Image Alt Text Vs. Image Title

By June 14, 2018June 6th, 2019SEO Guide

Alt Text and Image Title Explained

Image optimization is a commonly overlooked subject in the realm of SEO.


In fact,


we often get questions about how to correctly optimize images and why it’s important.


Especially when it comes to optimizing articles.


One of the most common questions we’ve been hearing lately is the difference between the Alt text and Image titles.


Many website platforms allow you to input both but don’t do a great job at explaining the purpose for one or the other.

What is the difference between alt text and image titles?

Image alt text, also referred to as alternative text, is descriptive code applied to an image that has 3 main functions.


Function 1: This descriptor helps the visually impaired understand the contents and subject matter within an image.


Function 2: Search engines use the alt text of an image to understand the contents and subject of an image as well, however, they use this information to determine what images best support searchers looking for images related to your topic.


Function 3: As it expresses in the name, alternative text, is the text that will appear if an image does not load correctly. The alt text will appear in its place giving the visitor some understanding of the content that’s supposed to be there.


The image title is, to put it simply, just the title of an image.


Let’s take a look at the source code of a fully optimized image that includes the image title:

A coffee lovers red and white coffee cup

<img src=”red-cup.jpg” alt=” A coffee lovers red and white coffee cup” title=”Red coffee cup”/>

We can break this down into sections to better understand how search engines read the information.


The “img src=”red-cup.jpg” refers to the image source or where the image originates from.


You could go to this image source link and it will take you directly to the image URL hosted on our site.


See the tail end of the image url /red-cup.jpg


You best believe search engine crawlers read that URL to help them better understand the image contents.

IMPORTANT: Many website templates inherently make the image file name the URL, so make sure to name your images correctly before uploading them to your site.

So this begs the question,

Do search engine crawlers use title tags for Image Rankings?

In most of Google’s history, Title Tags have had no effect on image rankings.




if there is one thing we know about Google, they like to change things up with little to no notice.


With this skepticism, we’ve done some research into this topic.


Here are a few key points to note:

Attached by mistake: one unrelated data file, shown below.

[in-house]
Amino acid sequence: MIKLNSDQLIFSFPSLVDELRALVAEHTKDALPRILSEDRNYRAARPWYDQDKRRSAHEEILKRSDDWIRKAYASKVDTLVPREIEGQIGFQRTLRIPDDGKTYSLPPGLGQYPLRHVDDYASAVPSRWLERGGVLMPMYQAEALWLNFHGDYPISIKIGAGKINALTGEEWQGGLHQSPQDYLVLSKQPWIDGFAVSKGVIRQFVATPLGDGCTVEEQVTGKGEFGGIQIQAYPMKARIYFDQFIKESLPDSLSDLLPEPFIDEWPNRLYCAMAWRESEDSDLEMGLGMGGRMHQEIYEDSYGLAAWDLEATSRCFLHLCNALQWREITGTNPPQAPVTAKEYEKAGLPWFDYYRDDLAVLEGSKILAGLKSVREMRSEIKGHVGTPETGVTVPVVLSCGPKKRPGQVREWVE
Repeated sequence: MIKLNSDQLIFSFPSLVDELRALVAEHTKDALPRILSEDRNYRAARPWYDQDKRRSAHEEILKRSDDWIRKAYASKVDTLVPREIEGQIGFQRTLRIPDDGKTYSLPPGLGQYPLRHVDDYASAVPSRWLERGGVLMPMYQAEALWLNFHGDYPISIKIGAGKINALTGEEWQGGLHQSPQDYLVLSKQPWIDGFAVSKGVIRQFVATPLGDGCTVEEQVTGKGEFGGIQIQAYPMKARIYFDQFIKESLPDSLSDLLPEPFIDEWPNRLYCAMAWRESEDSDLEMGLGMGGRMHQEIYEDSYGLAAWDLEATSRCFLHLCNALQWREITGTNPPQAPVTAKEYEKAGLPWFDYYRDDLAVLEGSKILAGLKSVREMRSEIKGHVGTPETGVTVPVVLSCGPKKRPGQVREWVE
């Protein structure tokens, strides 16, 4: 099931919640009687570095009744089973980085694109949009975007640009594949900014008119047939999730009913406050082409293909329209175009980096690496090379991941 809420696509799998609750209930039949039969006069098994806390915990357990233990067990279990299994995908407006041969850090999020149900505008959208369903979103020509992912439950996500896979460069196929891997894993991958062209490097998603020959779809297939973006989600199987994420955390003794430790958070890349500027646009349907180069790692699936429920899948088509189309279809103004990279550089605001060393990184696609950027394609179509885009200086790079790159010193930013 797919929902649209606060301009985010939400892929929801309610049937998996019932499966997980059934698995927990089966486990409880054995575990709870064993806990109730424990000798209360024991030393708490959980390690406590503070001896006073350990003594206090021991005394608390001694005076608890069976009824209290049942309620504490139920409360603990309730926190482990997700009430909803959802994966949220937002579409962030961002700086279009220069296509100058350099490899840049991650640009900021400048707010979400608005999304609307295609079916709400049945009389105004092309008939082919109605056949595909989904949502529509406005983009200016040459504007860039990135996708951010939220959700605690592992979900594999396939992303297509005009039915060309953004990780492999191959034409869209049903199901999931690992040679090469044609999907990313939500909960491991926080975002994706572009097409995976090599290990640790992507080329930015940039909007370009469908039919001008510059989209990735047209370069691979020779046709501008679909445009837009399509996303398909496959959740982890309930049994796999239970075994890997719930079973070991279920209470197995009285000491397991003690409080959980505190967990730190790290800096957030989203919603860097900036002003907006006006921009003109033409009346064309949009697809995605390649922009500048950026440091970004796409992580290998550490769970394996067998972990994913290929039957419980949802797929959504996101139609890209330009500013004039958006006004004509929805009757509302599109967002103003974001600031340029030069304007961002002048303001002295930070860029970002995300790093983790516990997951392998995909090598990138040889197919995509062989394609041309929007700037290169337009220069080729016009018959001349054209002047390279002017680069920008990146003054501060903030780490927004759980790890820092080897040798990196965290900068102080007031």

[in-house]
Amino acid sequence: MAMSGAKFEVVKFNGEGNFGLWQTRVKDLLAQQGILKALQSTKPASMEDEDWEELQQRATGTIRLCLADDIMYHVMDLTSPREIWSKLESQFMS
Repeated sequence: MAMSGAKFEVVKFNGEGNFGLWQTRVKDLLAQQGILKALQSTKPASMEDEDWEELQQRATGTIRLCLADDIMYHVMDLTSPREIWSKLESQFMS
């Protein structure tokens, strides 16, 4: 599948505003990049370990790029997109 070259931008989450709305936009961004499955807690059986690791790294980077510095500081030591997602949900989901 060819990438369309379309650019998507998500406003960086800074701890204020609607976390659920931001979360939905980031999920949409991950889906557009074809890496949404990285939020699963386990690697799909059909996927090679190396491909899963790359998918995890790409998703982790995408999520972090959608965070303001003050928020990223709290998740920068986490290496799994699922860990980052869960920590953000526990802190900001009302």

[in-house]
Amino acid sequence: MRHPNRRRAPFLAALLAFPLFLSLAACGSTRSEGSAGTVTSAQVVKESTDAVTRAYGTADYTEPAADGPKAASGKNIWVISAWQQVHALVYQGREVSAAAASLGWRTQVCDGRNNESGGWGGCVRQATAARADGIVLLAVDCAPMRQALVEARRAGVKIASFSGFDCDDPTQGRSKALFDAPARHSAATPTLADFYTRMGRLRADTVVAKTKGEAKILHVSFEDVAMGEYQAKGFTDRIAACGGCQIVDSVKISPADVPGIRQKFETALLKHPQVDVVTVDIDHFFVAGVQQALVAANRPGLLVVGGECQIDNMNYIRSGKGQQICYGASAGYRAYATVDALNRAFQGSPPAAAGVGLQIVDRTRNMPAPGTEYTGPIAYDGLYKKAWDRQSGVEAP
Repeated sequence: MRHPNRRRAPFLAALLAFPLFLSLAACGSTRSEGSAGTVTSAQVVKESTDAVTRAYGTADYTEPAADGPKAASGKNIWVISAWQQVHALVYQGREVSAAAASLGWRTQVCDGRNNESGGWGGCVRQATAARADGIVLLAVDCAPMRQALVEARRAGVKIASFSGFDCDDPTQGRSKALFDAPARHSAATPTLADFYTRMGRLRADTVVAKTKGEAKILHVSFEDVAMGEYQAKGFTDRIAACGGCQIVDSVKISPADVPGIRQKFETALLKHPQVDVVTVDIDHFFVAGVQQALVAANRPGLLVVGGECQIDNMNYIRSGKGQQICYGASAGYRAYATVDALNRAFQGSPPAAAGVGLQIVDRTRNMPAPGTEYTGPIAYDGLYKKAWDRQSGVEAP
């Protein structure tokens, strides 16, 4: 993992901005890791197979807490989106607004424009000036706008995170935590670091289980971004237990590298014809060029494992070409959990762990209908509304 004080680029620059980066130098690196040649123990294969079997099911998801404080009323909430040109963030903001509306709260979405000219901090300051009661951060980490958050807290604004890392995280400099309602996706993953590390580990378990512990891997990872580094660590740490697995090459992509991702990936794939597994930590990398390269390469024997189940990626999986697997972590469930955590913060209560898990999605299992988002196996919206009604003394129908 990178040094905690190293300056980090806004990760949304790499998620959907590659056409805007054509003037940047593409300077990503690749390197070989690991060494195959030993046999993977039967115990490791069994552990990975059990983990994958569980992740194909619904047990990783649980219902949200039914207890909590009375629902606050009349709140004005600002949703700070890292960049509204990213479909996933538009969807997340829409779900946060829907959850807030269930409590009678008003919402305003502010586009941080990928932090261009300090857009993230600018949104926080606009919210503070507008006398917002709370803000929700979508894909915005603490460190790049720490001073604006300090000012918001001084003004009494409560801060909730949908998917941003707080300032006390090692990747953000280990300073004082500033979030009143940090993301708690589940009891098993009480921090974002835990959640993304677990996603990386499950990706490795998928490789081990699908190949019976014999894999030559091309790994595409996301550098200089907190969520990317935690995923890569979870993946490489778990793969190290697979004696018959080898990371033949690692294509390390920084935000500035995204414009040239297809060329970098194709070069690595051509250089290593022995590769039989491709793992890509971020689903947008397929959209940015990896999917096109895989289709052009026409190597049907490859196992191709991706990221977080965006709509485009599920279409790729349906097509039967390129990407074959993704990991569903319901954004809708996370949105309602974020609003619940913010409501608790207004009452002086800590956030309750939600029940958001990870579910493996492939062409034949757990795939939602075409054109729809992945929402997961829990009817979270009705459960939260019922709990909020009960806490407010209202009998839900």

Check out this back and forth with Google’s Jon Mueller on twitter about the subject:

He basically says, “If it helps your users, include it.”


Not really the answer we were looking for is it?


You will hear this often from Google admins and, admittedly, by us at White Hattery.


SEO is so much more about the user/visitor than it is about the search engine.


This is why, with our knowledge and understanding of search engine optimization, we focus so heavily on UX (user experience) and traffic analytics with our ongoing clients.


In 2008 Google released a statement express that they will be adding an inherent image title in their image search results


The specifics were not entirely expressed but what we’ve found is that they display the page title, of the page the image is on, within the image search result.


Here is an example:


We did a simple Google search for rocks to see what came up in the image results


Here are the image results:

Search engine rock example

You can see below each image, Google is pulling the page titles and displaying them under each image.


What does this mean?


Well, page titles are certainly more important now, but nothing points to the effect an image title has on the ranking ability of an image.

Over the years we have drawn up one conclusion over and over again…


Content is for the visitor


Search Engine Optimization is the practice of helping search engines understand and recognize why and how your content fulfills the needs of their clients, the searcher, better than any other content.


For us, it’s safe to assume search engines read every inch of a websites source code to understand exactly what each piece of content is about.


While it may not be worth the time to go back and add an image title to all your images, it certainly won’t hurt your SEO to add it to future images.